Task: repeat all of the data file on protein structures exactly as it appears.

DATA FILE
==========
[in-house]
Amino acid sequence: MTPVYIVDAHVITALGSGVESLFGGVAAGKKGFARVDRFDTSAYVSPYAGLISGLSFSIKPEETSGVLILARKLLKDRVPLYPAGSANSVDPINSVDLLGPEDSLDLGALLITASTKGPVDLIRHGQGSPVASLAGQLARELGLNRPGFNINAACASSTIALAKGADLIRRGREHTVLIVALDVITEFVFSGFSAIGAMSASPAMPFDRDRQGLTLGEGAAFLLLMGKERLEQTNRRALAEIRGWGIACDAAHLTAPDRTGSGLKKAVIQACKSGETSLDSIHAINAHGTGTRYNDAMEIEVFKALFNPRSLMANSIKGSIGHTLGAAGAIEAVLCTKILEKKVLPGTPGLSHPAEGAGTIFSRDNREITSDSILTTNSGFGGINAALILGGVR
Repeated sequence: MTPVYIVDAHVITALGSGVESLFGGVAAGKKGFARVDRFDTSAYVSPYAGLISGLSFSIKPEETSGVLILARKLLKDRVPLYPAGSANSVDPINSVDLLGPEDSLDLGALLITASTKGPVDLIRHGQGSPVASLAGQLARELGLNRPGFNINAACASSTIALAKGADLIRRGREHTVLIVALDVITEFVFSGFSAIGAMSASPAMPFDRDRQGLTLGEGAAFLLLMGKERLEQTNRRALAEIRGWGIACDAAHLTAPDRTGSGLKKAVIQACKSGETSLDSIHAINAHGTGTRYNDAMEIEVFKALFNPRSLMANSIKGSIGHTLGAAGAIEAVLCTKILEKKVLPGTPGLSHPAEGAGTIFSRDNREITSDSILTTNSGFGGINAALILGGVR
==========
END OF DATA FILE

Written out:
[in-house]
Amino acid sequence: MTPVYIVDAHVITALGSGVESLFGGVAAGKKGFARVDRFDTSAYVSPYAGLISGLSFSIKPEETSGVLILARKLLKDRVPLYPAGSANSVDPINSVDLLGPEDSLDLGALLITASTKGPVDLIRHGQGSPVASLAGQLARELGLNRPGFNINAACASSTIALAKGADLIRRGREHTVLIVALDVITEFVFSGFSAIGAMSASPAMPFDRDRQGLTLGEGAAFLLLMGKERLEQTNRRALAEIRGWGIACDAAHLTAPDRTGSGLKKAVIQACKSGETSLDSIHAINAHGTGTRYNDAMEIEVFKALFNPRSLMANSIKGSIGHTLGAAGAIEAVLCTKILEKKVLPGTPGLSHPAEGAGTIFSRDNREITSDSILTTNSGFGGINAALILGGVR
Repeated sequence: MTPVYIVDAHVITALGSGVESLFGGVAAGKKGFARVDRFDTSAYVSPYAGLISGLSFSIKPEETSGVLILARKLLKDRVPLYPAGSANSVDPINSVDLLGPEDSLDLGALLITASTKGPVDLIRHGQGSPVASLAGQLARELGLNRPGFNINAACASSTIALAKGADLIRRGREHTVLIVALDVITEFVFSGFSAIGAMSASPAMPFDRDRQGLTLGEGAAFLLLMGKERLEQTNRRALAEIRGWGIACDAAHLTAPDRTGSGLKKAVIQACKSGETSLDSIHAINAHGTGTRYNDAMEIEVFKALFNPRSLMANSIKGSIGHTLGAAGAIEAVLCTKILEKKVLPGTPGLSHPAEGAGTIFSRDNREITSDSILTTNSGFGGINAALILGGVR